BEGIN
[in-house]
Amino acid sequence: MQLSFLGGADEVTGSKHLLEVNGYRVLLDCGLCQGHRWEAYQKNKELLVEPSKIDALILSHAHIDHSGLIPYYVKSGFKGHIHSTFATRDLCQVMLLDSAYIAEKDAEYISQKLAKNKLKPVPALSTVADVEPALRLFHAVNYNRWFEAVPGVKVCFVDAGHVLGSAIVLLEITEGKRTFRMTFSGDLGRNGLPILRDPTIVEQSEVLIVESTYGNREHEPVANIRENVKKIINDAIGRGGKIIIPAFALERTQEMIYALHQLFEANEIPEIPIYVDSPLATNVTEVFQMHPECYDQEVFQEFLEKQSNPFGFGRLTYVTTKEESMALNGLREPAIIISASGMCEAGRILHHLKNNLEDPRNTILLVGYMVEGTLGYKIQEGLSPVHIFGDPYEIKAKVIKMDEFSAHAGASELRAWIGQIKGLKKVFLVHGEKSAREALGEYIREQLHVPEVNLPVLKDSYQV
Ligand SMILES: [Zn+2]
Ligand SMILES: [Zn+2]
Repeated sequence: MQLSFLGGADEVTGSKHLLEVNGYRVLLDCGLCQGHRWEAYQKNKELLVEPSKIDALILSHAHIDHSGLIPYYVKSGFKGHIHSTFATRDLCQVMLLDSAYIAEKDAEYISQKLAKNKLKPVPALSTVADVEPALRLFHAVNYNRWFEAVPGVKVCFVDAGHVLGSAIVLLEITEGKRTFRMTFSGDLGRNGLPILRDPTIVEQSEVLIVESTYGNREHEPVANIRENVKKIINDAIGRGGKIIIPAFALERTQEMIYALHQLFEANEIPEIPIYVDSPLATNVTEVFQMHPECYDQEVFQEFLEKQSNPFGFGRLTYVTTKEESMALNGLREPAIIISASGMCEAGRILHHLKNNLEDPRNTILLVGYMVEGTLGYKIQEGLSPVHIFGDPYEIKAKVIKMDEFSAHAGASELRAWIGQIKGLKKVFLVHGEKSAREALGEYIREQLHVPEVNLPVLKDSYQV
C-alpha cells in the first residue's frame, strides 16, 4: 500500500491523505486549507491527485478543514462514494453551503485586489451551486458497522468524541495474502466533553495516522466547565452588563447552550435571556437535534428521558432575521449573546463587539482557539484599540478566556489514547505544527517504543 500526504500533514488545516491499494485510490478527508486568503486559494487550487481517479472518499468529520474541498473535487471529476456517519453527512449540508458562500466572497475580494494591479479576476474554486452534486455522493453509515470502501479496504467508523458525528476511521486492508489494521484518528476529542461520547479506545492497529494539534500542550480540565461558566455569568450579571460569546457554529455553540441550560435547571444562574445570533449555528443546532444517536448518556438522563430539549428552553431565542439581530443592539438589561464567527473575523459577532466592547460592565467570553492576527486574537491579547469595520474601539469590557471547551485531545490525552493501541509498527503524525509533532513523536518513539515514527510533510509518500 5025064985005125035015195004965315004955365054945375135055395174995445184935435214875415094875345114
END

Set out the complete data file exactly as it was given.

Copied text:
[in-house]
Amino acid sequence: MQLSFLGGADEVTGSKHLLEVNGYRVLLDCGLCQGHRWEAYQKNKELLVEPSKIDALILSHAHIDHSGLIPYYVKSGFKGHIHSTFATRDLCQVMLLDSAYIAEKDAEYISQKLAKNKLKPVPALSTVADVEPALRLFHAVNYNRWFEAVPGVKVCFVDAGHVLGSAIVLLEITEGKRTFRMTFSGDLGRNGLPILRDPTIVEQSEVLIVESTYGNREHEPVANIRENVKKIINDAIGRGGKIIIPAFALERTQEMIYALHQLFEANEIPEIPIYVDSPLATNVTEVFQMHPECYDQEVFQEFLEKQSNPFGFGRLTYVTTKEESMALNGLREPAIIISASGMCEAGRILHHLKNNLEDPRNTILLVGYMVEGTLGYKIQEGLSPVHIFGDPYEIKAKVIKMDEFSAHAGASELRAWIGQIKGLKKVFLVHGEKSAREALGEYIREQLHVPEVNLPVLKDSYQV
Ligand SMILES: [Zn+2]
Ligand SMILES: [Zn+2]
Repeated sequence: MQLSFLGGADEVTGSKHLLEVNGYRVLLDCGLCQGHRWEAYQKNKELLVEPSKIDALILSHAHIDHSGLIPYYVKSGFKGHIHSTFATRDLCQVMLLDSAYIAEKDAEYISQKLAKNKLKPVPALSTVADVEPALRLFHAVNYNRWFEAVPGVKVCFVDAGHVLGSAIVLLEITEGKRTFRMTFSGDLGRNGLPILRDPTIVEQSEVLIVESTYGNREHEPVANIRENVKKIINDAIGRGGKIIIPAFALERTQEMIYALHQLFEANEIPEIPIYVDSPLATNVTEVFQMHPECYDQEVFQEFLEKQSNPFGFGRLTYVTTKEESMALNGLREPAIIISASGMCEAGRILHHLKNNLEDPRNTILLVGYMVEGTLGYKIQEGLSPVHIFGDPYEIKAKVIKMDEFSAHAGASELRAWIGQIKGLKKVFLVHGEKSAREALGEYIREQLHVPEVNLPVLKDSYQV
C-alpha cells in the first residue's frame, strides 16, 4: 500500500491523505486549507491527485478543514462514494453551503485586489451551486458497522468524541495474502466533553495516522466547565452588563447552550435571556437535534428521558432575521449573546463587539482557539484599540478566556489514547505544527517504543 500526504500533514488545516491499494485510490478527508486568503486559494487550487481517479472518499468529520474541498473535487471529476456517519453527512449540508458562500466572497475580494494591479479576476474554486452534486455522493453509515470502501479496504467508523458525528476511521486492508489494521484518528476529542461520547479506545492497529494539534500542550480540565461558566455569568450579571460569546457554529455553540441550560435547571444562574445570533449555528443546532444517536448518556438522563430539549428552553431565542439581530443592539438589561464567527473575523459577532466592547460592565467570553492576527486574537491579547469595520474601539469590557471547551485531545490525552493501541509498527503524525509533532513523536518513539515514527510533510509518500 5025064985005125035015195004965315004955365054945375135055395174995445184935435214875415094875345114